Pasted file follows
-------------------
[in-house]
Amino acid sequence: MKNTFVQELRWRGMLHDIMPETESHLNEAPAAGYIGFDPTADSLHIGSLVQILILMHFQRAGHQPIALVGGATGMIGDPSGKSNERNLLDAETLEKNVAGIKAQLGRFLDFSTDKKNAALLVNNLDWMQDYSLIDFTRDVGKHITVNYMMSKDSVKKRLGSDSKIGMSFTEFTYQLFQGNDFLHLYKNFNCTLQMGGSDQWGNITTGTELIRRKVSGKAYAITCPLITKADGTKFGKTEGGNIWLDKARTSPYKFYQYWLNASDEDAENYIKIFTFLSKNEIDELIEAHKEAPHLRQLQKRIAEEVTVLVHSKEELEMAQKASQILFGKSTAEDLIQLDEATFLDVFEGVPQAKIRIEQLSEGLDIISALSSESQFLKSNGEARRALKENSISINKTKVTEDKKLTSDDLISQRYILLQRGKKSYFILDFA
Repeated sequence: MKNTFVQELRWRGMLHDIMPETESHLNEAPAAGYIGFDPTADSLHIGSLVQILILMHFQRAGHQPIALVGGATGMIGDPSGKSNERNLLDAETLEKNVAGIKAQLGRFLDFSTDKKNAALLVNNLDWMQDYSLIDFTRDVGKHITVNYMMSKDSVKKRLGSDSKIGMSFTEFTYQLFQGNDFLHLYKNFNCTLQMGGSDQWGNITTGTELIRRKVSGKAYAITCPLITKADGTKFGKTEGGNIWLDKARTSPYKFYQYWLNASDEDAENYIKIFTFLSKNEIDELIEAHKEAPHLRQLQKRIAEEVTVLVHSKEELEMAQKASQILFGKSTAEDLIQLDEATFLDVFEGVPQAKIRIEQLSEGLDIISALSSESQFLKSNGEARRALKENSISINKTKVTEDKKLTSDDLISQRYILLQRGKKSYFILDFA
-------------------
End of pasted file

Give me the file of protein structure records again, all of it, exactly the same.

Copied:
[in-house]
Amino acid sequence: MKNTFVQELRWRGMLHDIMPETESHLNEAPAAGYIGFDPTADSLHIGSLVQILILMHFQRAGHQPIALVGGATGMIGDPSGKSNERNLLDAETLEKNVAGIKAQLGRFLDFSTDKKNAALLVNNLDWMQDYSLIDFTRDVGKHITVNYMMSKDSVKKRLGSDSKIGMSFTEFTYQLFQGNDFLHLYKNFNCTLQMGGSDQWGNITTGTELIRRKVSGKAYAITCPLITKADGTKFGKTEGGNIWLDKARTSPYKFYQYWLNASDEDAENYIKIFTFLSKNEIDELIEAHKEAPHLRQLQKRIAEEVTVLVHSKEELEMAQKASQILFGKSTAEDLIQLDEATFLDVFEGVPQAKIRIEQLSEGLDIISALSSESQFLKSNGEARRALKENSISINKTKVTEDKKLTSDDLISQRYILLQRGKKSYFILDFA
Repeated sequence: MKNTFVQELRWRGMLHDIMPETESHLNEAPAAGYIGFDPTADSLHIGSLVQILILMHFQRAGHQPIALVGGATGMIGDPSGKSNERNLLDAETLEKNVAGIKAQLGRFLDFSTDKKNAALLVNNLDWMQDYSLIDFTRDVGKHITVNYMMSKDSVKKRLGSDSKIGMSFTEFTYQLFQGNDFLHLYKNFNCTLQMGGSDQWGNITTGTELIRRKVSGKAYAITCPLITKADGTKFGKTEGGNIWLDKARTSPYKFYQYWLNASDEDAENYIKIFTFLSKNEIDELIEAHKEAPHLRQLQKRIAEEVTVLVHSKEELEMAQKASQILFGKSTAEDLIQLDEATFLDVFEGVPQAKIRIEQLSEGLDIISALSSESQFLKSNGEARRALKENSISINKTKVTEDKKLTSDDLISQRYILLQRGKKSYFILDFA